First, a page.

Good Essay On Arguments In The Book
Marriages in society have attracted major concern owing to the many issues that prevail around them. In her book, Marriage, A History: How Love Conquered Marriage, Coontz keenly looks into various perspectives regarding marriage which draw from different times, opinions and ideas in order to shed light on what the society makes the marriage institutions look like. The book neatly, entertainingly and quite convincingly deconstructs several most anticipated and determined beliefs to do with bonds tying men and women together. The book is full of quite intriguing stories as well as examples of different eras with regard to marriage. The book clearly tackles the very central questions regarding the meaning of marriage, of course with evidence and not platitudes. Therefore, in this case, we review the book by focusing on the objectives, purpose, and evaluation and answering significant issues as addressed in this book.
In her book, Stephanie wages war on the historical understandings of the family. Her major objective revolves around seeking the answer to the question, “what tradition?” notably, since time immemorial, the marriage institution has been run through many biases which have seen gender differences place burdens on some while defining certain circumstances from the point of the nature of gender, something which has created much unrest. Focusing on her thesis, she aims to address marriage evolution through different eras and the social factors and changes which have significantly impacted the marriage institution over a long period of time. She looks into how generations have been nostalgic in viewing the family. That for instance, in a traditional point of view, the father should work, and the mother should stay at home is a nostalgic notion which needs to be wiped out of the minds of humanity .
Stephanie takes the readers through marital intrigues of the ancient Babylon, citing the torments of the Victorian lovers with the objective of demonstrating that marrying for love is only a recent idea which has not always existed in different eras of marital history (Coontz 20). She pin points that marrying for love would have been quite absurd in the eyes of our ancestors. Ideally, Stephanie purposes to enlighten and thereby bring intelligence, perspective as well as wit in addressing the debates that take place concerning marriage across the globe. To support her points, the author draws from the ancient histories regarding marriage, comparing them within different eras and the recent marital matters in order to address evolution in the marriage institution with regard to the factors that necessitated marriage in different eras. The book notes that when marriage moved into the emotional sphere in the nineteenth century, it indeed suffered as an institution since it began to thrive as a personal relationship . The author purposes to communicate that while in the former eras marriage was purely based on obedience, the turnaround which came in the 19th century led to founding marriage on love rather than the traditionally known ways of staying in a marriage. The author intends to enlighten the readers on the fact that love should be founded on intimacy which should solely be personal rather than mere subjection of individuals to beliefs and societal myths.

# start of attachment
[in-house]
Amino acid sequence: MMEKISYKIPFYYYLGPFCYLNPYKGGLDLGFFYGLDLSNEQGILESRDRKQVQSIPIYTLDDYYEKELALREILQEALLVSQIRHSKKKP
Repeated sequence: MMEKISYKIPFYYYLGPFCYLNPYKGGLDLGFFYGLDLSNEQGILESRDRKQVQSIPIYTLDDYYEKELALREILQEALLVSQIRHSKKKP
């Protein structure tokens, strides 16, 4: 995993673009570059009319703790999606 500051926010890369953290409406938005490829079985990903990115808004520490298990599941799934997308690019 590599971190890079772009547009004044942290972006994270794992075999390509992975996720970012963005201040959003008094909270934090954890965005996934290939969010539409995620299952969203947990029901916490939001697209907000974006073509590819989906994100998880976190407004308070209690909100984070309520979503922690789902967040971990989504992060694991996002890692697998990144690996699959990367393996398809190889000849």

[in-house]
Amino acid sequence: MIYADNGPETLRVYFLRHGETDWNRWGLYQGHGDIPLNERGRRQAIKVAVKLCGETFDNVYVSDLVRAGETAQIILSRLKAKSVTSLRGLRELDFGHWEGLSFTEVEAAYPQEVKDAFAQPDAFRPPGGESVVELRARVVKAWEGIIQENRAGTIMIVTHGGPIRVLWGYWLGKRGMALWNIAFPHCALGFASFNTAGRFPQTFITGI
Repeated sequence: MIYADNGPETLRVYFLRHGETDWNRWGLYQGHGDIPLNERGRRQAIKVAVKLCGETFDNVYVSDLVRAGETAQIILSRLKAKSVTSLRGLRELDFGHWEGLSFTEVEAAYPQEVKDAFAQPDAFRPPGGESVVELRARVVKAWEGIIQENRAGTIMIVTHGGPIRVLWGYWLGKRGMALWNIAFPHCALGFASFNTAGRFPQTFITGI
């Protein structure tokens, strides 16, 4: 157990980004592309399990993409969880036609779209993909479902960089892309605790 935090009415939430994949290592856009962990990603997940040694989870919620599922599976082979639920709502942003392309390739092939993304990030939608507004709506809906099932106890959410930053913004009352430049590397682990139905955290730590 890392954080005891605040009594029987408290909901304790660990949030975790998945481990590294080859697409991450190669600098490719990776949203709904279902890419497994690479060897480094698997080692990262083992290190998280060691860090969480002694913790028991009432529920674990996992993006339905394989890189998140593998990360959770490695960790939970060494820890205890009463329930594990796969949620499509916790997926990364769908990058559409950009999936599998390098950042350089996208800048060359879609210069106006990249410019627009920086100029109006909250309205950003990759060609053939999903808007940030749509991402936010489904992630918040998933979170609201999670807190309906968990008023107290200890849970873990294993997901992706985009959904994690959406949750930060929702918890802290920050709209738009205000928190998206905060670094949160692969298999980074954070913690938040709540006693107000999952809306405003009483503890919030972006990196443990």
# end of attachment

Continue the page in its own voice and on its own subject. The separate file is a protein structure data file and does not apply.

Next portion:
Essentially, as evident in the passages across the book, love seems to eventually dominate the “class conflict,” which has indeed been the driving force of history. The book clearly presents the revolution in three distinct phases which have seen the marriage institution move from ladder to ladder. For instance, from the ancient times until 1750, there existed arranged patriarchal marriages. Around mid eighteenth century, the love revolution replaces the former allowing men and women to seek preferred soul mates. Accordingly, this clearly shows a true trend of events in marriage institution. In light of this, the author intents to pass the message that revolutions which have evolved for long period in this institution have led to better provisions and terms in marriage allowing for freedom in choice of spouses, something which brings jubilation, joy and piece among men and women in the society. Then the third phase saw the coming of the deluge, which emerged from the subversive potential of the love revolution which now made the marriage institution more joyful, loving, satisfying and indeed quite optional and brittle. Lifestyle options came about, sweeping away the 1950’s family which saw existence of innate differences between men and women. Therefore, the author seeks to enlighten the society on the fact that marriage has vanished as an institution and it now means love, honor and negotiate. In case of failure of any of these there can always be quick and easy divorce paving way for move to other options.